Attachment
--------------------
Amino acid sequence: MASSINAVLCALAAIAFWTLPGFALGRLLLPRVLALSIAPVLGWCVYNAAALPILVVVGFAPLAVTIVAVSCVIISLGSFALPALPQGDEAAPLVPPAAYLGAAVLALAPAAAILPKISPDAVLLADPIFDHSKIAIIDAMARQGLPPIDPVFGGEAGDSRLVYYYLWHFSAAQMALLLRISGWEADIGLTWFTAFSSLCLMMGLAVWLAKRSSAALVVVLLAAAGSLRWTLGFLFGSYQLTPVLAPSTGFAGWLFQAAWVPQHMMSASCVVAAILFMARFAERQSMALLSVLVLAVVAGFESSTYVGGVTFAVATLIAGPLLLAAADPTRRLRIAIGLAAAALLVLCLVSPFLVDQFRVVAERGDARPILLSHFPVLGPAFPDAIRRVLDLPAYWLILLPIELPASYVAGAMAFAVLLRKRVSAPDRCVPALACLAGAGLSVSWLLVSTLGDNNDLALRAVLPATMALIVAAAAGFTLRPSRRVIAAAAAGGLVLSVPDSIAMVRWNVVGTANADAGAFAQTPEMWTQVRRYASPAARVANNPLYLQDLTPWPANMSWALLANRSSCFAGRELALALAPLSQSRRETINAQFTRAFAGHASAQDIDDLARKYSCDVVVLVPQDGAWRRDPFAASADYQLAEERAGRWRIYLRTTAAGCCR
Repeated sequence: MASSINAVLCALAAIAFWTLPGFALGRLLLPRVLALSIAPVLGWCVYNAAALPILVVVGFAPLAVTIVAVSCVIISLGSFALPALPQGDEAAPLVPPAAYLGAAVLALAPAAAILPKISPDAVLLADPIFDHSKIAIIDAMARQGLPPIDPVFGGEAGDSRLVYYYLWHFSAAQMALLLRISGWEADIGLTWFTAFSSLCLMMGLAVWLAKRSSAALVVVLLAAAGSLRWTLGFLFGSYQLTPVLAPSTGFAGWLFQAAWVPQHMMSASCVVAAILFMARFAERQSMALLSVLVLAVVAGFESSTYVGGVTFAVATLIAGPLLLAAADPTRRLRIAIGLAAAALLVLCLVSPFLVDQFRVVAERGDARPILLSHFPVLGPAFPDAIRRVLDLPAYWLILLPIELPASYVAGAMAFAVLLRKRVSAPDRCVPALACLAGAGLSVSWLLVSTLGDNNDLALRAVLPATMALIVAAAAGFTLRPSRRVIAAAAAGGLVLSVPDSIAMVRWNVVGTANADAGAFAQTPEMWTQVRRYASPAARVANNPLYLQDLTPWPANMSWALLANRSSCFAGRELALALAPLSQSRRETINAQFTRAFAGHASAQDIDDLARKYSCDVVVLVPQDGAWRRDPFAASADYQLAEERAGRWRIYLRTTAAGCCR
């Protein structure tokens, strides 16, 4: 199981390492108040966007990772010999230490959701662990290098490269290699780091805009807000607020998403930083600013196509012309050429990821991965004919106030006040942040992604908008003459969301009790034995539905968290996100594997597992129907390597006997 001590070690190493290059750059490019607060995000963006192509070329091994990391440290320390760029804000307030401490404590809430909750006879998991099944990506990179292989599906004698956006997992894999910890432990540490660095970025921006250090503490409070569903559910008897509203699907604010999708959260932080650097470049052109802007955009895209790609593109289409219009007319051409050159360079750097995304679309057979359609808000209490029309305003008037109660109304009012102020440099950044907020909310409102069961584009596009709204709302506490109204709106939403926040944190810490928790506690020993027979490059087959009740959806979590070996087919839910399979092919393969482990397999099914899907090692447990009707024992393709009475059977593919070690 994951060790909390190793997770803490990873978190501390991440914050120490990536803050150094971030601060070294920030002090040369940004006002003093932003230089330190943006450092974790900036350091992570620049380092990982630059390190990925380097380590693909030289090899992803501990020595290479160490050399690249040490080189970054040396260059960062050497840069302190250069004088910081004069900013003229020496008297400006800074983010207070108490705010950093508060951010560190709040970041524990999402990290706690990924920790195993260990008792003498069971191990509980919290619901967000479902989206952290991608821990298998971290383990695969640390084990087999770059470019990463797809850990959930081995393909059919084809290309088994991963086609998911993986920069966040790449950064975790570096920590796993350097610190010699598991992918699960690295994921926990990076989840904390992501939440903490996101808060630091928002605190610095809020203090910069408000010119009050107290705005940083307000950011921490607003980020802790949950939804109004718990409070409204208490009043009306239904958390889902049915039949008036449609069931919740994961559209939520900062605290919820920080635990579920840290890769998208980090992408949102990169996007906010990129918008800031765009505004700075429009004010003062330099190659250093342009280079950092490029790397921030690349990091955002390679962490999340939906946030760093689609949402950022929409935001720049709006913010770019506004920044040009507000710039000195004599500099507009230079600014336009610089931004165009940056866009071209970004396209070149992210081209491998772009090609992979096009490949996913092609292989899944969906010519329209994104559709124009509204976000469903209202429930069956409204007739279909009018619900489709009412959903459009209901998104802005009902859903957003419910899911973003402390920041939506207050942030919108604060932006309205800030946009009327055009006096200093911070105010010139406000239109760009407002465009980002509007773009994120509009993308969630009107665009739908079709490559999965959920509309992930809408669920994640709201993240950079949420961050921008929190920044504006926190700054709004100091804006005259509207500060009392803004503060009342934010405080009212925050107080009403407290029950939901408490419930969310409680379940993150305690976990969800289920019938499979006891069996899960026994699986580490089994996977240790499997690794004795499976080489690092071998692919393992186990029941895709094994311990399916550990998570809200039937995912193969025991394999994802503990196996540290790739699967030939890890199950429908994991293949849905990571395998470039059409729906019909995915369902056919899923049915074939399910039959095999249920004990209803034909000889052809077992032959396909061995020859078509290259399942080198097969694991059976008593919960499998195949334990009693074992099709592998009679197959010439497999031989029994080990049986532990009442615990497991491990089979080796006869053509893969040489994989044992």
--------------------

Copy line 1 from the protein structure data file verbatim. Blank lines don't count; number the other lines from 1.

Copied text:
Amino acid sequence: MASSINAVLCALAAIAFWTLPGFALGRLLLPRVLALSIAPVLGWCVYNAAALPILVVVGFAPLAVTIVAVSCVIISLGSFALPALPQGDEAAPLVPPAAYLGAAVLALAPAAAILPKISPDAVLLADPIFDHSKIAIIDAMARQGLPPIDPVFGGEAGDSRLVYYYLWHFSAAQMALLLRISGWEADIGLTWFTAFSSLCLMMGLAVWLAKRSSAALVVVLLAAAGSLRWTLGFLFGSYQLTPVLAPSTGFAGWLFQAAWVPQHMMSASCVVAAILFMARFAERQSMALLSVLVLAVVAGFESSTYVGGVTFAVATLIAGPLLLAAADPTRRLRIAIGLAAAALLVLCLVSPFLVDQFRVVAERGDARPILLSHFPVLGPAFPDAIRRVLDLPAYWLILLPIELPASYVAGAMAFAVLLRKRVSAPDRCVPALACLAGAGLSVSWLLVSTLGDNNDLALRAVLPATMALIVAAAAGFTLRPSRRVIAAAAAGGLVLSVPDSIAMVRWNVVGTANADAGAFAQTPEMWTQVRRYASPAARVANNPLYLQDLTPWPANMSWALLANRSSCFAGRELALALAPLSQSRRETINAQFTRAFAGHASAQDIDDLARKYSCDVVVLVPQDGAWRRDPFAASADYQLAEERAGRWRIYLRTTAAGCCR